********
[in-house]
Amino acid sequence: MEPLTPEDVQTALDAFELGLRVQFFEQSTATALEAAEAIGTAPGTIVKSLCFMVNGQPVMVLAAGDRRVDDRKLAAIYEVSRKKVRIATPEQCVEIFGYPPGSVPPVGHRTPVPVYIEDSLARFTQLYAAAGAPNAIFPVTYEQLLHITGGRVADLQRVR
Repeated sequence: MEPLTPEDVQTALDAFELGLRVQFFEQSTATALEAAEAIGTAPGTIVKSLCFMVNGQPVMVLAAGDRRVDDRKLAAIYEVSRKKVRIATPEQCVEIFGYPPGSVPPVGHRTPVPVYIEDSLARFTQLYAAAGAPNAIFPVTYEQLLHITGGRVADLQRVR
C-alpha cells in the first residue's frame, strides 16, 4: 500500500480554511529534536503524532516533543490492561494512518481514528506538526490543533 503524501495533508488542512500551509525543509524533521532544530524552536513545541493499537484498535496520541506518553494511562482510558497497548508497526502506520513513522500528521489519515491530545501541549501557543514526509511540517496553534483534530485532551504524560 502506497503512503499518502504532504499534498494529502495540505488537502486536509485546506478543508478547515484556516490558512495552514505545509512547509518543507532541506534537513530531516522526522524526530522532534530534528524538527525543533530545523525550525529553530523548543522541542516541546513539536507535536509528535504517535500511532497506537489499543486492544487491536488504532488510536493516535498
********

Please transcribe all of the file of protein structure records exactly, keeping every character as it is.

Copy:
[in-house]
Amino acid sequence: MEPLTPEDVQTALDAFELGLRVQFFEQSTATALEAAEAIGTAPGTIVKSLCFMVNGQPVMVLAAGDRRVDDRKLAAIYEVSRKKVRIATPEQCVEIFGYPPGSVPPVGHRTPVPVYIEDSLARFTQLYAAAGAPNAIFPVTYEQLLHITGGRVADLQRVR
Repeated sequence: MEPLTPEDVQTALDAFELGLRVQFFEQSTATALEAAEAIGTAPGTIVKSLCFMVNGQPVMVLAAGDRRVDDRKLAAIYEVSRKKVRIATPEQCVEIFGYPPGSVPPVGHRTPVPVYIEDSLARFTQLYAAAGAPNAIFPVTYEQLLHITGGRVADLQRVR
C-alpha cells in the first residue's frame, strides 16, 4: 500500500480554511529534536503524532516533543490492561494512518481514528506538526490543533 503524501495533508488542512500551509525543509524533521532544530524552536513545541493499537484498535496520541506518553494511562482510558497497548508497526502506520513513522500528521489519515491530545501541549501557543514526509511540517496553534483534530485532551504524560 502506497503512503499518502504532504499534498494529502495540505488537502486536509485546506478543508478547515484556516490558512495552514505545509512547509518543507532541506534537513530531516522526522524526530522532534530534528524538527525543533530545523525550525529553530523548543522541542516541546513539536507535536509528535504517535500511532497506537489499543486492544487491536488504532488510536493516535498